gms | German Medical Science

60th Annual Meeting of the German Society of Neurosurgery (DGNC)
Joint Meeting with the Benelux countries and Bulgaria

German Society of Neurosurgery (DGNC)

24 - 27 May 2009, Münster

Calculation and visualization of the vascular territories and watersheds of the major brain arteries

Meeting Abstract

  • J.O. Neumann - Neurochirurgische Klinik, Universitätsklinikum Heidelberg
  • X. Wang - Abteilung Medizinische und Biologische Informatik, Deutsches Krebsforschungszentrum Heidelberg
  • B. Orakcioglu - Neurochirurgische Klinik, Universitätsklinikum Heidelberg
  • H.P. Meinzer - Abteilung Medizinische und Biologische Informatik, Deutsches Krebsforschungszentrum Heidelberg
  • A. Unterberg - Neurochirurgische Klinik, Universitätsklinikum Heidelberg

Deutsche Gesellschaft für Neurochirurgie. 60. Jahrestagung der Deutschen Gesellschaft für Neurochirurgie (DGNC), Joint Meeting mit den Benelux-Ländern und Bulgarien. Münster, 24.-27.05.2009. Düsseldorf: German Medical Science GMS Publishing House; 2009. DocP10-03

doi: 10.3205/09dgnc355, urn:nbn:de:0183-09dgnc3550

Published: May 20, 2009

© 2009 Neumann et al.
This is an Open Access article distributed under the terms of the Creative Commons Attribution License ( You are free: to Share – to copy, distribute and transmit the work, provided the original author and source are credited.



Objective: Advanced neurovascular procedures and tumor resections necessitate careful consideration of vascular anatomy. It has been shown that individual differences in the branching patterns of the major brain arteries do exist. We hereby present our ongoing work to quantitatively calculate and visualize the vascular territories and watersheds of the major brain arteries based on routine magnetic resonance imaging (MRI).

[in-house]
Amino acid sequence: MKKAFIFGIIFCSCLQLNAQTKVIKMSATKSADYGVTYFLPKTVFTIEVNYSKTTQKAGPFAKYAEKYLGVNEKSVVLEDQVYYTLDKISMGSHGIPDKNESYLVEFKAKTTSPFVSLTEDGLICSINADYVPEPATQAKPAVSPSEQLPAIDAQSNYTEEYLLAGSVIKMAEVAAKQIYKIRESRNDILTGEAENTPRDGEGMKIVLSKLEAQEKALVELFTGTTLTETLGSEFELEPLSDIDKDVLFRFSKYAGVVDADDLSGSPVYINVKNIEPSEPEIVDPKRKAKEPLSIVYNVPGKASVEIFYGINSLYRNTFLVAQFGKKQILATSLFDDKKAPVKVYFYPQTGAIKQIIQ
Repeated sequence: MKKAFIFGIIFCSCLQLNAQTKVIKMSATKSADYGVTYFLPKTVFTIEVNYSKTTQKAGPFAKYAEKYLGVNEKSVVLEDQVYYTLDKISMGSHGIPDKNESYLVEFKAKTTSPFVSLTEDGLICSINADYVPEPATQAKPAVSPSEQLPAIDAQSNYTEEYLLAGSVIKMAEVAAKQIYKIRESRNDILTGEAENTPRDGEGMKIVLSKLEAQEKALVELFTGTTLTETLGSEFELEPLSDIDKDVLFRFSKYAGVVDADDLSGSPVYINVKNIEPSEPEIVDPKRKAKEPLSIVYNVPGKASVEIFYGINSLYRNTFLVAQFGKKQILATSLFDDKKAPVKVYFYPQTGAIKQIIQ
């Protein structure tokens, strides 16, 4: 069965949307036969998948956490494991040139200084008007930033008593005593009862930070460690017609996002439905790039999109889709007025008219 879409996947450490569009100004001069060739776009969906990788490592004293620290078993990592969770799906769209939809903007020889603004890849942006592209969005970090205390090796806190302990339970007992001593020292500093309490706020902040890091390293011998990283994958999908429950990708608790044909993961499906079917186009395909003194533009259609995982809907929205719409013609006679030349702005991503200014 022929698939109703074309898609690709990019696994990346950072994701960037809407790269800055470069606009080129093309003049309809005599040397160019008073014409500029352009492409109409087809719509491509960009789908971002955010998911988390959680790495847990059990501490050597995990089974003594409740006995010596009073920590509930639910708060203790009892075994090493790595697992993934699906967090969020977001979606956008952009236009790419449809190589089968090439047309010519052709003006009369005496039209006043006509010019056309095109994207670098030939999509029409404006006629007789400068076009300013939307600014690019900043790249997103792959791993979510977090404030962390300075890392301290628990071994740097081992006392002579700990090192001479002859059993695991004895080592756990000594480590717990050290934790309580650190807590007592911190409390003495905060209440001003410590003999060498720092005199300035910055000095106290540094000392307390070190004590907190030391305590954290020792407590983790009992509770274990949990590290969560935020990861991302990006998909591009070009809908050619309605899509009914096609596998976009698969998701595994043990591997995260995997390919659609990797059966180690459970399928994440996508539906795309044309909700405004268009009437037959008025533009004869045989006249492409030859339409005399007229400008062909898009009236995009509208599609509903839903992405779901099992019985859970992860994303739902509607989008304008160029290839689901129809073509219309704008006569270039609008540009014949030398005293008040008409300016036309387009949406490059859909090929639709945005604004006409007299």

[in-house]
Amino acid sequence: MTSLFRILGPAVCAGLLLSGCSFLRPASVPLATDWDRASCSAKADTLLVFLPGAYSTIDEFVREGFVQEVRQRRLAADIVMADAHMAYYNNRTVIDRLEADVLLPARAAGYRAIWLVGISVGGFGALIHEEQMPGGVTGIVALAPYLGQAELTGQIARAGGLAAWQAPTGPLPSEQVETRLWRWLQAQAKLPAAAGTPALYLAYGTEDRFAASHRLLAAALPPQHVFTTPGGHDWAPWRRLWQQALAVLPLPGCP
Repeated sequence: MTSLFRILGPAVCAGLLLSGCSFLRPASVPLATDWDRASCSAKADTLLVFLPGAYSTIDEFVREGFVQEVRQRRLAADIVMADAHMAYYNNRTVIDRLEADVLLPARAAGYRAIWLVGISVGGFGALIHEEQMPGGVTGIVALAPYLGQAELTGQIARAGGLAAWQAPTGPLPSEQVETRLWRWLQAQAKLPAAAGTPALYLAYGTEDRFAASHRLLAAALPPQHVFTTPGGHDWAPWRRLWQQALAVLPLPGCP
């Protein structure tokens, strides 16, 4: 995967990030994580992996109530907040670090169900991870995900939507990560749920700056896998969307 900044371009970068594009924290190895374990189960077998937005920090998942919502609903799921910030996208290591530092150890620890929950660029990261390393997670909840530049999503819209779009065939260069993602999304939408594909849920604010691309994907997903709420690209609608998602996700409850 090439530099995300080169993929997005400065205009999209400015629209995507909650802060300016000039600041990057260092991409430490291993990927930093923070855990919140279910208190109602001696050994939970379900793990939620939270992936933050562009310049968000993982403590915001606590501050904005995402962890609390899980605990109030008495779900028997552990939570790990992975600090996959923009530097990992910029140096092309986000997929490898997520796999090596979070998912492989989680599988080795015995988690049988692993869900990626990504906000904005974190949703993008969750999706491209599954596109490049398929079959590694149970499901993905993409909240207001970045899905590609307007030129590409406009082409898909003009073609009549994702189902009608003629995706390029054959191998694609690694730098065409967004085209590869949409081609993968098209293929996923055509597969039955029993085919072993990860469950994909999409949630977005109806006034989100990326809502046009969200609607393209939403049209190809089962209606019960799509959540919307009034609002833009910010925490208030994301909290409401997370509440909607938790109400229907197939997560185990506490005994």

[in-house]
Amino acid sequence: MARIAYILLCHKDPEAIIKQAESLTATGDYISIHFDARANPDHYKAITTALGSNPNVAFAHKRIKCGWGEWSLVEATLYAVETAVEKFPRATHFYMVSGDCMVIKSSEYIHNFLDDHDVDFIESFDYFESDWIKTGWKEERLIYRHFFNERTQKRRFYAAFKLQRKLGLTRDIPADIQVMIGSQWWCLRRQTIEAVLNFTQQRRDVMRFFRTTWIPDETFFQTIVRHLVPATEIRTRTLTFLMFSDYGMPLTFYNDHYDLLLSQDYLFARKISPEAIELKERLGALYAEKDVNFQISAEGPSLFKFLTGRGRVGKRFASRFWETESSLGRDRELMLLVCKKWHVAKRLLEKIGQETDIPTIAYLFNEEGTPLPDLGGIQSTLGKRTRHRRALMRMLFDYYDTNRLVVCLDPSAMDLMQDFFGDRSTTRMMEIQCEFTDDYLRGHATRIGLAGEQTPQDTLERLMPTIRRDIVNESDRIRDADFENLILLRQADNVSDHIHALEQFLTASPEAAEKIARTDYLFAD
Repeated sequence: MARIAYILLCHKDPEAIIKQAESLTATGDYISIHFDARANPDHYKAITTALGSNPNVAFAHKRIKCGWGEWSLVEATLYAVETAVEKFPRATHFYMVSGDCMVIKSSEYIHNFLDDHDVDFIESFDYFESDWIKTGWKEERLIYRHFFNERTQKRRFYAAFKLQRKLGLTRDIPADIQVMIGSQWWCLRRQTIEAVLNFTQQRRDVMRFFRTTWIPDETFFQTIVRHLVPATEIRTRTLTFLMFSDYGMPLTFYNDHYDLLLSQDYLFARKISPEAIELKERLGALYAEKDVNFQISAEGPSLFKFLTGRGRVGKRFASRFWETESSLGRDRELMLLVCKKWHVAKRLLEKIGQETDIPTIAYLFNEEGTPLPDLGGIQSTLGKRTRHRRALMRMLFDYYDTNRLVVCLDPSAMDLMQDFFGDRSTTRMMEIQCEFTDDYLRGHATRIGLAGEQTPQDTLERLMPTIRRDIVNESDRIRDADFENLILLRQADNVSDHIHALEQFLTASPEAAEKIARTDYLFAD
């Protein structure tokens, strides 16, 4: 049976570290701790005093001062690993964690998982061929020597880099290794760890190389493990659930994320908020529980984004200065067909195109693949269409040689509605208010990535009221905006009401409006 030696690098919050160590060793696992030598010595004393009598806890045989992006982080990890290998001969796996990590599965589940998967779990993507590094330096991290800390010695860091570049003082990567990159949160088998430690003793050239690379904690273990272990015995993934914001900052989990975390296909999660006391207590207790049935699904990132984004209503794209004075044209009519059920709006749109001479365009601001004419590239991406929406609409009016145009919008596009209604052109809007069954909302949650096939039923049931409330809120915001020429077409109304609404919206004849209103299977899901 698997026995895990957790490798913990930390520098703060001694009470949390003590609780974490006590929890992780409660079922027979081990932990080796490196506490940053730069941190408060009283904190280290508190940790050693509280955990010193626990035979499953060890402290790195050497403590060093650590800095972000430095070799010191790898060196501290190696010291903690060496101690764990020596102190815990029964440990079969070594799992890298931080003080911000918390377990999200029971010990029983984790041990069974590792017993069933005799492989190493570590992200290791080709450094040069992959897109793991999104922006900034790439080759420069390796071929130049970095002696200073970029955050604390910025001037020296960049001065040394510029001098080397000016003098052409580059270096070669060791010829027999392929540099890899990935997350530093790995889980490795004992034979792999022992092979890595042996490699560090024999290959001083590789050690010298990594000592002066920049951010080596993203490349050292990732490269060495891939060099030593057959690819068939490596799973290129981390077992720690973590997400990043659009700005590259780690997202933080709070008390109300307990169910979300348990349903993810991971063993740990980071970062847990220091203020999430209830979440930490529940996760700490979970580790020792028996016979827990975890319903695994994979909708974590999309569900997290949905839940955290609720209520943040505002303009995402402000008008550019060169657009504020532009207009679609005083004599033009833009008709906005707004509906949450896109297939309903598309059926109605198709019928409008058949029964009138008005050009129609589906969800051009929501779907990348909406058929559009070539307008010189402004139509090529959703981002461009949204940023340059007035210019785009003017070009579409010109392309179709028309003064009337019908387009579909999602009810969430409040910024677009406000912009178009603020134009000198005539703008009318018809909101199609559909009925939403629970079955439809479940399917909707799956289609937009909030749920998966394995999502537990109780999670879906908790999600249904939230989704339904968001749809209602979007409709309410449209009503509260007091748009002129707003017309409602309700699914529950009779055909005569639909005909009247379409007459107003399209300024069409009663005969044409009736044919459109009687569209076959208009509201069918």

Methods: From five routine time-of-flight MRI sequences, the vascular tree was segmented using a specialized vascular region-growing algorithm. The extracted vessel tree was then skeletonized and transformed into a spatial description of the blood vessels. Additionally, vessel diameters and branching patterns were recorded. After 3D visualization and validation of the virtual vessel tree, relative vascular supply of scanned brain tissue by the major brain arteries (Aa. cerebri anteriores, mediae and posteriores) was calculated. A next-neighbor and distance algorithm was used to estimate the relative vascular supply for each voxel of brain tissue. The results were visualized using volume and surface-based rendering. Furthermore, volumetric analysis of the resulting vascular territories was accomplished.

Results: In five out of five patients, it was possible to calculate, visualize and volumetrically analyze the supratentorial vascular territories and the watersheds of the six major cerebral arteries. Vascular supply of the basal ganglia as well as the brain stem could not be successfully calculated due to the limited spatial resolution of the imaging material. Our imaging and post-processing techniques need to be further refined to include more distal branches of the brain arteries. Finally, the results need to be validated in an experimental setting using corrosion casts, for example.

Conclusions: Using refined imaging techniques and advanced MRI scanners, it should be possible to include the vascular anatomy and territories into surgical planning and decision making in neurosurgery.